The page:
The experience both as an active student in leadership while attending OLu, paired with his experience working in the student leadership position really prompted him to pursue a Masters in Leadership which ultimately exposed him to the power of storytelling. In 2016 Matt opened up Rogue Creative Development, which is a full-service marketing company that focuses on storytelling. They help clients understand who they are, what they want to communicate to their audience while using multiple media platforms to tell that story. Rouge Creative’s Branding and Design services, websites, social media, cinematography, and photography are the tools the company uses helps tell the story of their clients through.
Matt decided to learn how to fly helicopters following a curiosity of how helicopters “work.” Fascinated by the way the aircraft can hold a position for periods of time, he started lessons. He became friends with his instructor, and together they decided to start Rogue Aviation shortly after opening the doors to Rouge Creative, providing flight school, aerial cinematography, and helicopter tours across Southern California.
When Matt isn’t running his two businesses, he and wife Stacy are busy with their four children (two sets of twins) McCoy and Violet (2 years old), and Poppy and Wells (1-year-old). Fun fact: You can catch Wells on the hit show, This is Us as baby Jack. Poppy sometimes subs in for her brother too!
Fun fact: For all of you NBC’s The Bachelor fans out there, Barnes’ and his friends host a very lively and fun podcast called Bros Before the Rose. Look for it wherever you listen to your podcasts!
AN OUT OF THE PARK DEAL
By Dave Cacciapuoti
For the past two seasons, Gerrit Cole ’08 went 35-10 with .268 era over 65 starts with the Houston Astros. The ’08 alum parlayed that success into a record-breaking 9-year $324 million deal with the New York Yankees.
Cole started his ascent to stardom while at Orange Lutheran. He pitched for the Lancers from 2005-2008 where he was throwing between 97-100 mph his senior season. Cole was selected as the 28th pick in the 2008 MLB Draft out of high school by the New York Yankees but ultimately opted to attend UCLA. Cole spent 3 seasons as a Bruin before entering the draft again. He was selected 1st overall in the 2011 MLB draft by the Pittsburgh Pirates. In January 2019, Cole had his #10 jersey retired by the Orange Lutheran baseball program, the first number ever retired by the team.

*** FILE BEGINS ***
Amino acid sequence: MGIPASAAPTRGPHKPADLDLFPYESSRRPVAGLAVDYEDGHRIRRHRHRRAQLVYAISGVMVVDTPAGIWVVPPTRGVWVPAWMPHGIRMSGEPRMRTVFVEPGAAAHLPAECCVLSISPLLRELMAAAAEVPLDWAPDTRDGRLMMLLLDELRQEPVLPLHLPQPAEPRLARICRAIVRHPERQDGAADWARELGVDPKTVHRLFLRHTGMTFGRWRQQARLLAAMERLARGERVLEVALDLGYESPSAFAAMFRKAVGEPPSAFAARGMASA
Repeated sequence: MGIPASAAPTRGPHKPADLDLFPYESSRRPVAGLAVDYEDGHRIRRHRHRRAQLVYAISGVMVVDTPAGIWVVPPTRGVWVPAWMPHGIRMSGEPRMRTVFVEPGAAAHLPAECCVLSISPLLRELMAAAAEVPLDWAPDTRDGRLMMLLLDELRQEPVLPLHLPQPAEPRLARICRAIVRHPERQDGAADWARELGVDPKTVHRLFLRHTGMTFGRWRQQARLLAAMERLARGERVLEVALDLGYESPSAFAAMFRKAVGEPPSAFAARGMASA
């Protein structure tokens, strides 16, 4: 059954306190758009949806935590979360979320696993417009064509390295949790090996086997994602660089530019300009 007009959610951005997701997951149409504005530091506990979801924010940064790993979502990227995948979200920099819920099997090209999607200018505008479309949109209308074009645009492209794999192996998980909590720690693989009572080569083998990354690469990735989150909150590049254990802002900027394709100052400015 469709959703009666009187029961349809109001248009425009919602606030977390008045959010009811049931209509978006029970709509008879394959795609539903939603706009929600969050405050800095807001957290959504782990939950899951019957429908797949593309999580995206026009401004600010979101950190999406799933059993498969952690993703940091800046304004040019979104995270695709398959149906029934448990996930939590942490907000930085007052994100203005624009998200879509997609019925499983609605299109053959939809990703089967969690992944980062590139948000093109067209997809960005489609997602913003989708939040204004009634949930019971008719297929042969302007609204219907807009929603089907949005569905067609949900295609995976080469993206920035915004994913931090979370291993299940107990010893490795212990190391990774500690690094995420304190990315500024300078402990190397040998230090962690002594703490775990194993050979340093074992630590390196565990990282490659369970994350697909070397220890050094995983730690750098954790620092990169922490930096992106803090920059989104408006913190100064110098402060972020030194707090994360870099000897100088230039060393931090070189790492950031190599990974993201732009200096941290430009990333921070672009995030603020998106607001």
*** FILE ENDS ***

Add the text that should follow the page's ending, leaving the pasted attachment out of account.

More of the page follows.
INNOVATING HEALTHCARE & FITNESS
Dr. Adam Schulte firmly believes that “God is going to put you where He needs you and will let you know where to move from there.” While driving on a stretch of freeway day one day, Adam heard God’s voice like it was one big chorus hitting the same harmony. At the time he was working through medical school to be an orthopedic surgeon. Thanks to that moment, Dr. Schulte surprised himself and answered the call to shift his schooling towards family medicine. With a passion for Crossfit, paired with his knowledge as a physician, Dr. Schulte opened The Drop-In Doc inside of Resolution Crossfit in Yorba Linda, CA.
His practice is the world’s first, full-service physician’s office housed within a gym. The practice follows a Direct Primary Care model which allows patients to pay a low monthly membership and have access to Dr. Schulte 24/7. The Drop-In Doc has been six years in the making. His efforts to provide actual healthcare, not sickness-care, through dietary and exercise interventions can be attributed to the hard work he learned as an athlete at Orange Lutheran. “I didn’t know how hard I could work till I met Coach Jim Kunau,” says Dr. Schulte, who was the Senior Varsity Football Captain in 1999. “The work ethic in the football program under Coach Kunau paralleled the work I did in both my medical training and fitness interests.” Above all, Dr. Schulte sees himself as a medical advocate within the fitness community. He aims to get patients off of medications, institutes a good nutritional lifestyle and a proper fitness routine.
Dr. Schulte is board certified in Family Medicine, fellowship-trained in Sports Medicine, board eligible in Aesthetic Medicine, and has received additional training in Regenerative Medicine.
For more information about The Drop-in Doc visit thedropindoc.com
FROM CROSSTOWN RIVAL TO THE NFL’S WASHINGTON REDSKINS
Before Brent Vieselmeyer was the head coach at Santa Margarita High School, he was an assistant defensive and safeties coach with the NFL Raiders. Not long before that Vieselmeyer was the Assistant Football Coach at his Alma Mater, Orange Lutheran High School. Vieselmeyer played college football for the University of Redlands and Concordia University Wisconsin. Brent will enter his fourth season coaching in the NFL when he joins the Redskins’ assistant defensive backs/nickel coach this year.